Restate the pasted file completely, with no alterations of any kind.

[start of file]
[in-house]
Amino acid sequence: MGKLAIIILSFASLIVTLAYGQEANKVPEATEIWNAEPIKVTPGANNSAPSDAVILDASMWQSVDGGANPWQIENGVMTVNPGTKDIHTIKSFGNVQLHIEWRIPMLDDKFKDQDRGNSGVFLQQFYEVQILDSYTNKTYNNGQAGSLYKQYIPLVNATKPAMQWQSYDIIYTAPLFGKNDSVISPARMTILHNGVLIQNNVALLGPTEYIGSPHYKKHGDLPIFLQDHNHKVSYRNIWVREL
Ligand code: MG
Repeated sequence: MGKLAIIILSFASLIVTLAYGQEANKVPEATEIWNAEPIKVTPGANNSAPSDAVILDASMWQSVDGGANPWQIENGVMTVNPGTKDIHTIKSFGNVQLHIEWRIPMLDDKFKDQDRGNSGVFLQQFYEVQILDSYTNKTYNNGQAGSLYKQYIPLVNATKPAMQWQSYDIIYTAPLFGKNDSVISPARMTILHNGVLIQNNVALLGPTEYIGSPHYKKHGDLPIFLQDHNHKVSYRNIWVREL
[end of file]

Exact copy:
[in-house]
Amino acid sequence: MGKLAIIILSFASLIVTLAYGQEANKVPEATEIWNAEPIKVTPGANNSAPSDAVILDASMWQSVDGGANPWQIENGVMTVNPGTKDIHTIKSFGNVQLHIEWRIPMLDDKFKDQDRGNSGVFLQQFYEVQILDSYTNKTYNNGQAGSLYKQYIPLVNATKPAMQWQSYDIIYTAPLFGKNDSVISPARMTILHNGVLIQNNVALLGPTEYIGSPHYKKHGDLPIFLQDHNHKVSYRNIWVREL
Ligand code: MG
Repeated sequence: MGKLAIIILSFASLIVTLAYGQEANKVPEATEIWNAEPIKVTPGANNSAPSDAVILDASMWQSVDGGANPWQIENGVMTVNPGTKDIHTIKSFGNVQLHIEWRIPMLDDKFKDQDRGNSGVFLQQFYEVQILDSYTNKTYNNGQAGSLYKQYIPLVNATKPAMQWQSYDIIYTAPLFGKNDSVISPARMTILHNGVLIQNNVALLGPTEYIGSPHYKKHGDLPIFLQDHNHKVSYRNIWVREL